It should be apparent that 29 Si-MAS-NMR spectra give a more reliable indication of the number of Si and Al atoms in a sample then would a comparable bulk chemical test. The MAS-NMR ignores detrital or adsorbed and dissolved silicon and aluminum atoms since it measures those atoms only when they are in particular spatial relationship to each other. Bulk chemical tests have no way to make such a differentiation.
A further differentiating characteristic of ECR-4 is that the organic template is located in the "super cage" rather than the smaller sodalite cage. Although this can be demonstrated using 13 C-MAS-NMR, it is also readily demonstrated by a simple thermogravimetric experiment in which a small sample is heated in a controlled fashion.
Typical weight loss curves as a function of temperature are shown in FIG. 2 for ECR-4 containing bis-(2-hydroxyethyl)dimethyl ammonium in the faujasite super cage (line A), a conventional NaY (line B) and a mazzite containing tetramethyl ammonium in the small gmelenite cages (line C). The low temperature weight loss (340° C.) corresponding to E2 M2 release from the large faujasite cage is in distinct comparison with the high temperature weight loss (560° C.) characteristic of release of the template from a small cage in faujasite or mazzite.
The examples which follow illustrate the efficacy of the invention. In all examples, parts and percentages are given by weight and temperatures in degrees Centigrade unless otherwise noted.
A slurry having a composition, in terms of mole ratios of oxides, of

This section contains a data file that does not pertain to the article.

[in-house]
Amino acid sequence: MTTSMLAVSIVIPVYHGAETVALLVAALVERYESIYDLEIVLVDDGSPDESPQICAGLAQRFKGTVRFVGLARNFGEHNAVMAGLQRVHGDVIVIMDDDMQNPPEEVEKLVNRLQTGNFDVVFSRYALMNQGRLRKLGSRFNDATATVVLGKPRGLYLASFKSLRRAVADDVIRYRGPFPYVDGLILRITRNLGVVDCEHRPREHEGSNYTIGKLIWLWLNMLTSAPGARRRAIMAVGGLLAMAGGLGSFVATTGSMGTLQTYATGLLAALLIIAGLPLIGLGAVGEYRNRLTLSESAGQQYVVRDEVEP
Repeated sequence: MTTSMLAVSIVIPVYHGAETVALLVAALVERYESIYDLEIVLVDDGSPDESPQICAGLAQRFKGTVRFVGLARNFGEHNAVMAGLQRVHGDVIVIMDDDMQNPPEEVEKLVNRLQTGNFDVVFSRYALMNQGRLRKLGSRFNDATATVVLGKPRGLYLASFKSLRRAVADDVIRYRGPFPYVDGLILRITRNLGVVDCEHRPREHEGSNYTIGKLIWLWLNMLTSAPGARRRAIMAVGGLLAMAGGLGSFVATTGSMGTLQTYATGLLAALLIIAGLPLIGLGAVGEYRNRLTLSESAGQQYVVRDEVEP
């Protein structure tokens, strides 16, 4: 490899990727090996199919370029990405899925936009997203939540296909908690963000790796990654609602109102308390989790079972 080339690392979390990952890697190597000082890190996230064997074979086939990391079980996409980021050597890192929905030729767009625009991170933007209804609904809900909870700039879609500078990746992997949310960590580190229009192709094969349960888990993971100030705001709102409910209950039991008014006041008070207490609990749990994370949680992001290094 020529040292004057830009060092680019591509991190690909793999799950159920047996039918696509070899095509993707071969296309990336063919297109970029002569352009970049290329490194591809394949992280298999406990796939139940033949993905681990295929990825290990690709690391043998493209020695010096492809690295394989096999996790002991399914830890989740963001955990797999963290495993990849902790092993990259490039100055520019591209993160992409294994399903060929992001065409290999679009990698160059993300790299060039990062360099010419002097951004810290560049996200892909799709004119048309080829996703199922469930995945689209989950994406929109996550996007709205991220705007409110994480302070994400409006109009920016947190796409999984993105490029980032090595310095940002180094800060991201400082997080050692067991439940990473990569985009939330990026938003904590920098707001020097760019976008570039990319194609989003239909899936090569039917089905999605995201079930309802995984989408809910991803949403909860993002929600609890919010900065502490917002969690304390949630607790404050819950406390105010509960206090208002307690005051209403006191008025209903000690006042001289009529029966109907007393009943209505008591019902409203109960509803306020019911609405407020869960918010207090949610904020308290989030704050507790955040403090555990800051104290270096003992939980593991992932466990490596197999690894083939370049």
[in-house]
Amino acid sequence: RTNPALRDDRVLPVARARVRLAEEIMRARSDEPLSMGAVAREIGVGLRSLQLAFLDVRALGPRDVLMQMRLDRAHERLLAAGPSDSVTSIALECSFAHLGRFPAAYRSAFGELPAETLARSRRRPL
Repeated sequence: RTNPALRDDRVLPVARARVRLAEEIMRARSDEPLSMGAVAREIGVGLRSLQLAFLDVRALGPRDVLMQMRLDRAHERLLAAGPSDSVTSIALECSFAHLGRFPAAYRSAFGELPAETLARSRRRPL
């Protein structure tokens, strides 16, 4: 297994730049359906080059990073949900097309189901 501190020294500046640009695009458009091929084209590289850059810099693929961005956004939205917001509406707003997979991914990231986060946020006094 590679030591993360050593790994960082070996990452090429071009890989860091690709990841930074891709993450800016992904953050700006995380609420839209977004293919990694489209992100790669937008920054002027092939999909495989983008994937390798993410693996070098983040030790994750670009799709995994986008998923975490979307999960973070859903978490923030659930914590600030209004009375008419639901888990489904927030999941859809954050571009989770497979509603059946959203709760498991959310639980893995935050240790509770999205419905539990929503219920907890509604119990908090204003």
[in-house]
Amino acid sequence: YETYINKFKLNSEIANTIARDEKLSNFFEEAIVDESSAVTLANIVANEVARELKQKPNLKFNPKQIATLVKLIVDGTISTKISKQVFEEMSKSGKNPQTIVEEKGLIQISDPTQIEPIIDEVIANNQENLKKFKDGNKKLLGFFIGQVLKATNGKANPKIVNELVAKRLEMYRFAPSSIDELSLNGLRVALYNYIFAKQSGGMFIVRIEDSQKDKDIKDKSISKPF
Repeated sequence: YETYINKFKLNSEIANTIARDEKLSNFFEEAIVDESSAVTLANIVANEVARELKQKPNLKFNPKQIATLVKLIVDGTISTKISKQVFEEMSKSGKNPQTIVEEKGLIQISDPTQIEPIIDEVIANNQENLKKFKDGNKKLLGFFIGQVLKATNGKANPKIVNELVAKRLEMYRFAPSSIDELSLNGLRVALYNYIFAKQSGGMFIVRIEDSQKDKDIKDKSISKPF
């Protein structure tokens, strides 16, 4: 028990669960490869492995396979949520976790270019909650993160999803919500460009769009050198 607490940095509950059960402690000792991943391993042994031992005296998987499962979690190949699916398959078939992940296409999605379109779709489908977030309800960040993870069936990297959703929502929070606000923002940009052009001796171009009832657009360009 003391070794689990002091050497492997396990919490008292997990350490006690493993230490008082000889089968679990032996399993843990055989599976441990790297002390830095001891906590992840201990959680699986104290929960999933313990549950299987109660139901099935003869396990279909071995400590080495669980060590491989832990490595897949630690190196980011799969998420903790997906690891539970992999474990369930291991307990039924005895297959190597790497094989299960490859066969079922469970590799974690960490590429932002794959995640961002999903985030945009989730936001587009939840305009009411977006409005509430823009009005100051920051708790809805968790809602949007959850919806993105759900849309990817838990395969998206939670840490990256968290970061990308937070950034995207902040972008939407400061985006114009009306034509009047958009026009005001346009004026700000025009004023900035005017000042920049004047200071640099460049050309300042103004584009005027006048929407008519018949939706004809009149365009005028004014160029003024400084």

T2 O:Al2 O3 : 0.6
Na2 O:Al2 O3 : 1.34
SiO2 :Al2 O3 : 7.48
H2 O:Al2 O3 : 109
wherein T is a bis-(2-hydroxyethyl)dimethylammonium cation was prepared as follows: A sodium aluminate solution was produced by dissolving 29.2 g of Al2 O3.3H2 O in 56.46 g of NaOH solution containing 16.46 g of NaOH. An alum solution was made by dissolving 69.4 g of Al2 (SO4)3.17 H2 O in 120 ml of water. Both of these solutions were added to a blender along with 458 g of a sodium silicate solution (composed of 8.9% Na2 O, 28.7% SiO2 and 62.4% H2 O), 16 g of a slurry of zeolite nucleation seeds having a composition, in terms of mole ratios of oxides, as follows: 13.33 Na2 O:Al2 O3 :12.5 SiO2 :267 H2 O, aged at 25° C. for at least one day but not longer than two weeks as described in U. S. Patent 4,178,352, and a solution of 50 g of bis-(2-hydroxyethyl)dimethylammonium chloride dissolved in 30 ml of water. After thorough homogenization of the mixture it was transferred to a polytetrafluoroethylene-lined jar which was sealed and placed in a hot-air oven at 100° C. for six days. The product obtained was recovered by filtration, washed with water, and dried in a 110° C. oven. The dried zeolite obtained was analyzed as having a chemical composition of: